My first Cameron Hughes wine was their 2003 Cameron Hughes Pinot Noir Lot 8 Arroyo Seco.

Winery history

Cameron Hughes Wine is an American négociant that makes, imports, and distributes ultra-premium wine under four wine brands; The Lot Series, Hughes Wellman, CH Collection, and Zin Your Face.  We are nationally distributed and carried in chains, grocery, broad market, on premise and online at our vertically integrated Web store, chwine.com.

 

Cameron Hughes Wine was founded by Cameron Hughes and partner Jessica Kogan who are dedicated to delivering truly exceptional wine at real world prices.  This has been their mission since starting their company in San Francisco more than 10 years ago.

 

Much more information and current wines available at their website.

 

My Tasting Note

The wine is a deep ruby red color.  The slightly rustic nose has cherries, raspberries, dried herbs, crushed stone minerals, baking spices, and earthy underbrush.  This has medium body, fairly solid tannins and good acidity.  This is in a nice place today with some air, but additional cellar time will be rewarded.  89 pts

2004 Cameron Hughes Priorat Lot 49

 

 

 

2006 Carlisle Syrah James Berry Vineyard – $48.00

 

My comments

For some absurdly stupid reason, I only bought one bottle of this wine.  I know this will improve with more cellar time, but it’s calling my name.  Since I’m leaving on a business trip tomorrow, I might as well give into temptation.

 

Winery history

We are a small Sonoma County winery specializing in the production of old-vine, vineyard designated zinfandels and red Rhone varieties (syrah, grenache, mourvèdre, and petite sirah).  While we like our wines to be bold, rich, and intensely flavored, each reflecting a sense of place, its origins in the vineyard, we also strive to create wines of balance, complexity, and perhaps most importantly, pleasure.

 

Rich.  Lusty.  Hedonistic.  These are some of the descriptors we often hear applied to our wines.  However, we also hear the words elegant, balanced, complex.  Yes, through hard work in the vineyard and winery, we believe you can have it all, the best of both worlds.  Our approach to winemaking is simple, yet difficult.  We prefer to intervene in nature’s process as little as possible but we will leave no stone unturned in our quest to maximize the quality of each wine we produce.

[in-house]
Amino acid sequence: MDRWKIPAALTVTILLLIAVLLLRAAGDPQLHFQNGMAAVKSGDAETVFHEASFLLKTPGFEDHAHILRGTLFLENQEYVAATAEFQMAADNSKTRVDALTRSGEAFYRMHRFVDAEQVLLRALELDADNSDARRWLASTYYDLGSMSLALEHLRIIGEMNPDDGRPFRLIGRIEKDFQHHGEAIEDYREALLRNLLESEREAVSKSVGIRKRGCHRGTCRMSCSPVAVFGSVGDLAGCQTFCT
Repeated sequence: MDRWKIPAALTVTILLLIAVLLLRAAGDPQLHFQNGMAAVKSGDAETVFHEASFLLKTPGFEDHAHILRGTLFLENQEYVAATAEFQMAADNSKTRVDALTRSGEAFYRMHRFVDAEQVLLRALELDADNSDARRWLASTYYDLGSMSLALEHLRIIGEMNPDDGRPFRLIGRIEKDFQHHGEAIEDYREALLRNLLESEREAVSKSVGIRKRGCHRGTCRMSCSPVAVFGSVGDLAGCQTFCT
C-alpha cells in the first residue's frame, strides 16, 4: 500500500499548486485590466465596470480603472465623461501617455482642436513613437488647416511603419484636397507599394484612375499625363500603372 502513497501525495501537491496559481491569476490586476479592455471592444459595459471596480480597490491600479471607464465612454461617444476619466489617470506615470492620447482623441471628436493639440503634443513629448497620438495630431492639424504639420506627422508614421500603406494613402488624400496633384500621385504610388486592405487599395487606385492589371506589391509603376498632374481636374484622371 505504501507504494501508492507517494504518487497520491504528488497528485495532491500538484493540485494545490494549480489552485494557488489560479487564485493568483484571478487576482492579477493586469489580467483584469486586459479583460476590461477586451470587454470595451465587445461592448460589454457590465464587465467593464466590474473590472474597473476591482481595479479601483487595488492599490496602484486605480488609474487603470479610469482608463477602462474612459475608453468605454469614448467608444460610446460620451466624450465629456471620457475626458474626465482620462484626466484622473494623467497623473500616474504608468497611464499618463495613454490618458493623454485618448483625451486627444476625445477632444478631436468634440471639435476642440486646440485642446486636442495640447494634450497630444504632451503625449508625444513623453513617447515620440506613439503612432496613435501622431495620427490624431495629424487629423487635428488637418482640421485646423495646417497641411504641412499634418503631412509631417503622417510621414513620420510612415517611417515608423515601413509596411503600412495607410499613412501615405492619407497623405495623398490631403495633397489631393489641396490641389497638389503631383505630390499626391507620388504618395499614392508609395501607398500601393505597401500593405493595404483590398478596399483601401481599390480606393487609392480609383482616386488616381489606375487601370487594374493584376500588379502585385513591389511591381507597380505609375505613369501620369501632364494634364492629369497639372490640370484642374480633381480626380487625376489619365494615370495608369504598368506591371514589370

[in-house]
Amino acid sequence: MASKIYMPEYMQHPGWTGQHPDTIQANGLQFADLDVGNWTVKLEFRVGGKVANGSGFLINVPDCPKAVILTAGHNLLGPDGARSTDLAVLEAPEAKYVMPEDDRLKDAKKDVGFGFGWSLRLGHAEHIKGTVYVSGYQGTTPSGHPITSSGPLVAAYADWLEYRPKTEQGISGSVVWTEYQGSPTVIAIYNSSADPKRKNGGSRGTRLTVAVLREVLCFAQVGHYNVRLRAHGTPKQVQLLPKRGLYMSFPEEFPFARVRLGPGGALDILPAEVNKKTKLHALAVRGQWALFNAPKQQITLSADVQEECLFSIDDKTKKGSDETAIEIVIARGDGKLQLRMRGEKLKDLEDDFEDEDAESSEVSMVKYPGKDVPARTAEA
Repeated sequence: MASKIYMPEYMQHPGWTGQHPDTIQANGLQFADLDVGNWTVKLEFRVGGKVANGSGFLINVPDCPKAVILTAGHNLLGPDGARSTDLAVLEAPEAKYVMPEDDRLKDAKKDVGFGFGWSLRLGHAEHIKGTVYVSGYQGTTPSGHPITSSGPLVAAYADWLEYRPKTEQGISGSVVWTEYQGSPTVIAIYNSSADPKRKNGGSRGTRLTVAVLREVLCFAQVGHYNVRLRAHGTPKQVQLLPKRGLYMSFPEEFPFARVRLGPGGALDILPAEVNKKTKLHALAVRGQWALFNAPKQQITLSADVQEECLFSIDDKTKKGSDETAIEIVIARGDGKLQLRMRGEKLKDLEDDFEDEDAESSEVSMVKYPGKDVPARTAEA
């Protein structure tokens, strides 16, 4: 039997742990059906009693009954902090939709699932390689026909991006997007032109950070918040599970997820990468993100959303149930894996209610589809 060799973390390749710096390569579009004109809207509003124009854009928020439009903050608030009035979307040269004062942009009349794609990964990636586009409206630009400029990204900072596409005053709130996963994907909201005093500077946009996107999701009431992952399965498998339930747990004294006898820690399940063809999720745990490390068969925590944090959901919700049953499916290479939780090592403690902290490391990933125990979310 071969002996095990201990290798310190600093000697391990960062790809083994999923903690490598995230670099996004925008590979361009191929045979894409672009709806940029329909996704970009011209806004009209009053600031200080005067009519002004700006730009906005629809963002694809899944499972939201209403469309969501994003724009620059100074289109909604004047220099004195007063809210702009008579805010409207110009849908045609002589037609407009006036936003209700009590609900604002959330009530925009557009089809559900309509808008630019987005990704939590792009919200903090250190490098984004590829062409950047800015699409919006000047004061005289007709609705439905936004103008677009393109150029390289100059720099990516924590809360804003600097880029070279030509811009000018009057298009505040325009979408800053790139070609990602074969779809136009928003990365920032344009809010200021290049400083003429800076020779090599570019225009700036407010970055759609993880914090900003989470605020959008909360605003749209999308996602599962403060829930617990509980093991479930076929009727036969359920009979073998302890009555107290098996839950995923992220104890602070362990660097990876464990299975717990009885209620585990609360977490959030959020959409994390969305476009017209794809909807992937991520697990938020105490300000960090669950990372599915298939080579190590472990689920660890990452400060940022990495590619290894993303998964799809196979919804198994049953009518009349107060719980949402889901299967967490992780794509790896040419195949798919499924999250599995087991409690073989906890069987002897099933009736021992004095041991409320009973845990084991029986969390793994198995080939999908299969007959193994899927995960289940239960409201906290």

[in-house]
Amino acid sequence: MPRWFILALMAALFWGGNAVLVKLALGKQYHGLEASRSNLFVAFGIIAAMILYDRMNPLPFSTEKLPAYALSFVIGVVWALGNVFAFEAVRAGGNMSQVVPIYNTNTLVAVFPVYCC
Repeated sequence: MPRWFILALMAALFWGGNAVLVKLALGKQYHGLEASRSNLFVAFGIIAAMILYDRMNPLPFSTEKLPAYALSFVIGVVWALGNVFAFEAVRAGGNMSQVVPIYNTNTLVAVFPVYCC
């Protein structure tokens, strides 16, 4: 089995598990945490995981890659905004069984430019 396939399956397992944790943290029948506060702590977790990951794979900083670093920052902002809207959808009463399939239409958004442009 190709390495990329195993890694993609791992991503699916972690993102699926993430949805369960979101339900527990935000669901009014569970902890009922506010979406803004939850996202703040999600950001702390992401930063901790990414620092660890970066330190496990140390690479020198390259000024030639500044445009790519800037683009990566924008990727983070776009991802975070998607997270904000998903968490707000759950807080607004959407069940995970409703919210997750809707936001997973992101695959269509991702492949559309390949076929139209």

My Tasting Note

The wine is a deep, dark ruby color.  The deep and dark nose has smoked meat, black berries, black cherries, licorice, black pepper, Asian spices, minerals, and some earthiness.  This is fairly full bodied with solid, ripe tannins, and very good acidity.  Loads of spicy, peppery, mineral laden berries on the palate with some meaty and earthy notes coming in on the back end.  The long finish seems to linger forever.  This is still on the young side but is drinking very nicely with a good amount of air.  (94 pts)

2006 Carlisle Syrah James Berry Vineyard

 

 

 

2010 Loring Wine Company Convergence Russell Family Vineyard – $66.33

 

My comments

This is another of the non Pinot Noir wines Brian Loring has produced.  Thus far, every one has been outstanding.  This wine is 75% Grenache and 25% Mourvedre from Paso Robles.

 

Winery history

My name is Brian Loring and my obsession is Pinot Noir.  OK, I’m also pretty crazy about Champagne, but that’s another story.  While in college, I worked at a wine shop in Hollywood (Victor’s), where one of the owners was a Burgundy fanatic.  So, my very first experiences with Pinot Noir were from producers like Domaine Dujac, Henri Jayer, and DRC.  Needless to say, I found subsequent tasting safaris into the domestic Pinot Noir jungle less than satisfying.  It wasn’t until I literally stumbled into Calera (I tripped over a case of their wine in the store room) that I found a California Pinot Noir that I could love.  But it would be quite a while before I found someone else that lived up to the standard that Josh Jensen had established.  I eventually came to understand and enjoy Pinots from Williams Selyem, Chalone, and Sanford, but I really got excited about California Pinot Noir when I met Norm Beko from Cottonwood Canyon at an Orange County Wine Society tasting.